Eternal university and tomato sauce in Italy

Article published on Oct. 10, 2005
community published
Article published on Oct. 10, 2005

This article has not been vetted by an editor at Paris HQ

Italian universities treat their students so well that it takes them much longer than necessary to complete their degrees. While elsewhere in Europe studies may take a while, in Italy they can last forever.

Leonardo, Rocco, Bruno and Pino are four students who have failed to take their degree within the prescribed timeframe. Their twenties are behind them, they share a flat in Florence and the ups and downs of turning thirty. One of them wants to drop out to become a stand-up comedian, another is a night-watchman, another left his wife not long after their wedding and the last is restless in his middle-class existence without any real prospects. These are the characters of I laureati, a film by Leonardo Pieraccioni, that depicts classic university life in Italy. And what about the more ‘serious things’ in life? The foursome ends up dropping, one by one, their studies, wife and dreams of one day having a successful professional career. Do these men have no qualities? Or are they just molly-coddled mummy’s boys?

Late twenties the norm

The average age to graduate in Italy is somewhere between 27 and 28 years old. However, this varies according to the chosen course – the oldest usually study architecture or sociology, which turns out graduates averaging 28.9 and 29.7 years of age respectively. It also depends on a set of socio-economic characteristics that vary up and down the country. But Italian students are more than capable of getting their degree after their thirtieth birthday - the average age of those graduating when over thirty is 33.4, according to figures released in 2001 by the Ministry of Education.

“Why should we hurry? University courses are well taught and it’s an experience for life. Everyone knows there isn’t much work out there. So it’s better to leave home at the latest possible time. And anyway, mum’s tomato sauce is great”, says Francesco, 27, studying Natural Sciences and who won’t go beyond the national average because he is graduating on October 21. Best say goodbye to that tomato sauce…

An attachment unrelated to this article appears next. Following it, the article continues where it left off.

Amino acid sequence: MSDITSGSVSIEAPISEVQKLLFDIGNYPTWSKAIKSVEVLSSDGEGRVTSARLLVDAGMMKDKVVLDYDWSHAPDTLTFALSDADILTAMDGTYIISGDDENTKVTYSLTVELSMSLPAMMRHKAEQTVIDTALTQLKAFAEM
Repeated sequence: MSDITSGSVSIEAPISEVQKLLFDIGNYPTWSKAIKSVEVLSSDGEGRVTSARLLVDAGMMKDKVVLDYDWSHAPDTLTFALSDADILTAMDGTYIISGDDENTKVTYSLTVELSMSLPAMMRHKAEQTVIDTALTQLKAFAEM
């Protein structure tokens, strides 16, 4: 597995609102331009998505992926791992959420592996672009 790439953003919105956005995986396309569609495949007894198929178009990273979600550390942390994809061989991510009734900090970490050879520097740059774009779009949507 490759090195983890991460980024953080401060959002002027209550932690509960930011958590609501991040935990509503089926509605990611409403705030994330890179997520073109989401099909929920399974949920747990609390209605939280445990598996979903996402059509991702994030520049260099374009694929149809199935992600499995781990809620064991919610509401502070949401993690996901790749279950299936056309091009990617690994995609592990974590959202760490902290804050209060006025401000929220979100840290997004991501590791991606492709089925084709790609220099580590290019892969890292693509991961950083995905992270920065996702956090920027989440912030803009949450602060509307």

Is it cooler to graduate late?

“The future can wait: who gets married at twenty-five any more? Who gives you a stable and secure job straight after graduation? No one. So we live the best years of our lives at our own pace. We can travel and have time for what we like to do. After graduation, everything changes”, says Piermaria, with a sly smile playing about his lips. He is 31, and still far from graduating in Literature. Objective: the theatre.

69% of Italian students graduate outside the time prescribed by the university. What pushes all these students to postpone economic and emotional independence from their family? The reasons for this extended time at university vary depending on the region, especially with regard to economic prospects that they offer. In the south of Italy, students tend to stay longer at home because of the 20% unemployment rate for recent graduates. In the north, however, there are economic prospects that incite students to finish their academic courses more quickly. Nevertheless, they remain in the lecture theatres far longer than any of their European counterparts.

Only Germans study for longer

The only other Europeans to graduate as late are the Germans. On average, German students graduate at 28, partly because they only leave school at 19 and compulsory military service still exists, and also because of their ‘pick and mix’ system whereby students can mix and match seemingly unrelated subjects. Light years ahead of this Germano-Italian ‘axis of old students’, lies the British system, where students graduate from their Bachelor degrees at about 21-22 years of age. This is thanks to a clever three-year university system (which has inspired the European reform forecast in the Bologna Process) and a flourishing economy, which makes Tony Blair’s country an Eldorado increasingly envied overseas. Except, perhaps, by the French, who, thanks to a system that obliges students to complete their exams year by year (or else repeat the exams), finish their masters at about 22-23 years old.